Ads that make me mad
|Colm Carey explains his displeasure with some ad campaigns doing the rounds|
It all started with a press ad a while back. It urged me to unplug my personal computer, hi-fi system, TV and other household appliances rather than leave them on standby. All those tiny red lights have an insatiable appetite for fossil fuels.
It's a serious issue. Sure, we've even had Eamon Ryan, the Green Party's Mr Energy, saying that an all-party energy review is to consider following the lead of the Aussies by forcing the electrical manufacturers reduce the energy levels of standby mode.
As a compliant kind and one with an average environmental conscience, I wasted no time in running around the house pulling plugs and flicking switches before sitting back with a cup of Barry's and a smug smile. Today I saved the planet, I thought.
A couple of nights later I happened to be driving past the headquarters of a major mobile phone company in Dublin. I noticed the place ablaze with light but empty as Jessica Simpson's brain. So I saw red on two levels.
For one thing, why is someone making me feel bad about my leaving my microwave on standby when these guys have a multi-storey lit up in the middle of the night with 'sleeping' machines? Where are the fossil fuel police when you need them?
Two. Why do I keep hearing about cost cutting and tariff hikes when a company is recklessly burning the midnight oil and charging me and all its other loyal customers the privilege of keeping an empty office block illuminated?
Then I start to ask myself why a mobile phone company needs a huge office block in the first place? Every time I look at their ads, they tell me I don't need an office. If I use their e-mobile gizmo in a laptop I can work from the middle of a field or the back of a car. It's a classic case of do what we say, not what we do.
When I was a kid, there was a family in the neighbourhood who wrecked everything they got their hands on. A new bicycle lasted about three months. Shoes were destroyed in days and toy soldiers lost their heads in minutes.
I saw a recent ad for Irish Rail created by AFA O'Meara and was mighty impressed. It seems the company also known as Iarnrod Eireann just got a new train set. But for some reason my old friends from childhood days came to mind.
When the new City Gold carriages came on stream we were promised train travel as never experienced before. The first time I used it a well-dressed stewardess greeted us on arrival at the carriage and showed us to our seats.
Crisp newspapers were handed out and as we rolled from the station we each received a set of headphones to plug into the onboard music system. We all felt dead posh and the customer satisfaction must have been obvious to any passer by.
But some time later I had another City Gold experience. No stewardess, no papers, no headphones and a dirty carriage. Hopefully, this time they will manage to keep up appearances and the new dawn will be more than just a press ad.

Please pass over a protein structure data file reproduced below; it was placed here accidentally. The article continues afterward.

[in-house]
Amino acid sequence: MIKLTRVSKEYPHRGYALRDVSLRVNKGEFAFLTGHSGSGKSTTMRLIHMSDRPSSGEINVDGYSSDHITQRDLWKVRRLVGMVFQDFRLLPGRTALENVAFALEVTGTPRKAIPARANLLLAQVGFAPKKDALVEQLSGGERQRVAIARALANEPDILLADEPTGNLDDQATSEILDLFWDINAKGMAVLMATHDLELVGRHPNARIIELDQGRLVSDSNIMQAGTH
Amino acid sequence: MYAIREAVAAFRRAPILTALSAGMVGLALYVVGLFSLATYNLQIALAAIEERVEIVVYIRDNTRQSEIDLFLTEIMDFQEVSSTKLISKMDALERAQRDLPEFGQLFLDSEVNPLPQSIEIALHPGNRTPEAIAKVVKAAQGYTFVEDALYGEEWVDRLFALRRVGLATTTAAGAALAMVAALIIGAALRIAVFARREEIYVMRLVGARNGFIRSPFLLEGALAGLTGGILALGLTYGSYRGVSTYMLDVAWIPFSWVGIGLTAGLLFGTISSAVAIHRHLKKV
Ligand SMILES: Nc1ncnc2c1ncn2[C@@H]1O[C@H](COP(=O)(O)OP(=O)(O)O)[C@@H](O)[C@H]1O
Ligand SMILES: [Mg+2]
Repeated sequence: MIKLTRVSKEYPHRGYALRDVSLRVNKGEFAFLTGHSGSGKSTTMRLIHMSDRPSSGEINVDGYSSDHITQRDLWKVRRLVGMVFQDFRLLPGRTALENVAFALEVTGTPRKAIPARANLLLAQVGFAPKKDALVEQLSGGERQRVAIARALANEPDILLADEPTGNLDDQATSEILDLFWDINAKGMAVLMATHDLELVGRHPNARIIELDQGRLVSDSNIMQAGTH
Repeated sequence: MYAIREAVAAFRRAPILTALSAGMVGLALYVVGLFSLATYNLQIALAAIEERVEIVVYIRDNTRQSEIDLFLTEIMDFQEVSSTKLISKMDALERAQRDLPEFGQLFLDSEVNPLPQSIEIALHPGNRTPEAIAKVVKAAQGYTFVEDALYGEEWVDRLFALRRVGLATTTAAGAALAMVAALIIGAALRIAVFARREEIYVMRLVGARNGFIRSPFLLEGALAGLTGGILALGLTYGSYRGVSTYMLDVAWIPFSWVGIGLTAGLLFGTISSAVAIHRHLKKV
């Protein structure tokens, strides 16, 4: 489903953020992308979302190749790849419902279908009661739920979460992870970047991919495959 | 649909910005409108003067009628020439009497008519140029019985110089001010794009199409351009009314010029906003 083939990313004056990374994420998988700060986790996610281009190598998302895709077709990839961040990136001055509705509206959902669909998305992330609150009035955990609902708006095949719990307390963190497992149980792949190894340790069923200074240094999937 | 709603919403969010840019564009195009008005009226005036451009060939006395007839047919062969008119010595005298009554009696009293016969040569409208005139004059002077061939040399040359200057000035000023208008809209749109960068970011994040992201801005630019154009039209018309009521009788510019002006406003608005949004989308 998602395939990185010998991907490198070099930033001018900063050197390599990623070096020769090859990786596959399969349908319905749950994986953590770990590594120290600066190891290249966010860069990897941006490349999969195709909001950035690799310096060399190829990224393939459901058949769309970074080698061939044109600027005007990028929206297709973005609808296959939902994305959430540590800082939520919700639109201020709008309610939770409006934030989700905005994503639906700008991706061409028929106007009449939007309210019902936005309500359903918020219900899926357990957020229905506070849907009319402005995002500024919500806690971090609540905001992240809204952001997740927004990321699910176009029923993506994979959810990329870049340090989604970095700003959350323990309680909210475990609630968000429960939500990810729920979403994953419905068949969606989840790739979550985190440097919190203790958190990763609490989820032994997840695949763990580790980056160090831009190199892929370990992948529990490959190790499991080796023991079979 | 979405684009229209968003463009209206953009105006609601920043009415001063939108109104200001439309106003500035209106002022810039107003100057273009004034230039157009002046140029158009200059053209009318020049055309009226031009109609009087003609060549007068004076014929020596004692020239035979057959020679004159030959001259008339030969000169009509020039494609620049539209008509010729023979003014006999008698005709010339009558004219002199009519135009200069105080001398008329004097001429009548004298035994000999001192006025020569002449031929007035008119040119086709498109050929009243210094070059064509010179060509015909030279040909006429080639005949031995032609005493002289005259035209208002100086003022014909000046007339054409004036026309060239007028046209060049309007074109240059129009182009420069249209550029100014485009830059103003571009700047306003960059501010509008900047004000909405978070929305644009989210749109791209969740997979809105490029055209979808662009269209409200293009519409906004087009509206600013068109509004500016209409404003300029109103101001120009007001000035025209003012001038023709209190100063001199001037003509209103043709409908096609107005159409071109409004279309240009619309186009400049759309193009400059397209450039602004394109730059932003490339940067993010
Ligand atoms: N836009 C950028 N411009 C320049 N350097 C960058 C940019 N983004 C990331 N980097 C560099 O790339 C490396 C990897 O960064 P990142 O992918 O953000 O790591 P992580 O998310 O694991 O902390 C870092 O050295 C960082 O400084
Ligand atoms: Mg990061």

Car ads get me going but not in the way they intend. I hate all the Jeremy Clarkson stuff they go on with. On the one hand the industry is all piety and “slow down boys”. On the other it is full on vroom-vroom and fuel injection testesterone.
The most annoying bit is that instead of being upfront and saying this car goes like a rocket, they come over all coy about acceleration, BHP and automatic road hugging technology. All designed just to keep your baby safe. How about a little more creativity chaps and perhaps the chance of a better trade-in price?
At least the airlines have come down to earth. No more popping a pillow behind your neck ads. It is all about price. You wanted cheap, you got cheap. Now shut up and read your magazine. The ads are not cute or clever but at a least they don't make a lot of promises which they have no chance of keeping.
Dublin Airport Authority ads bother me. If the company, known to flyers up to recently as Aer Rianta, really wants to get us to the plane and on our way lickety split, why is the airside of the terminal like a poor man's Dundrum Shopping Centre?
It seems purposely designed to slow you down and cause congestion. There is no way to avoid the shops. Is this a people moving company or a shopping mall developer? Someone needs to get their act together and build a proper airport.
There is a hoarding on the Stillorgan Road with classy photos of sophisticated women with “hello boys” looks and a promise that what is going on behind is a miracle of contemporary living. Actually it's a bunch of apartments, or a housing estate.
But the property developers seem to know better than the meat producers that you have to sell the sizzle, not the sausage. All right, I am on a rant here but there is a point to it. Do corporate executives and their agencies really think we are that dumb?
Are we really that dumb? There is a stage at which aspirational advertising seems to reflect more the aspirations of the advertiser than the target consumer. It is all too clever by half and represents the mythical half of advertising money which is wasted.
Colm Carey, director of The Research Centre, is a psychologist and qualitative researcher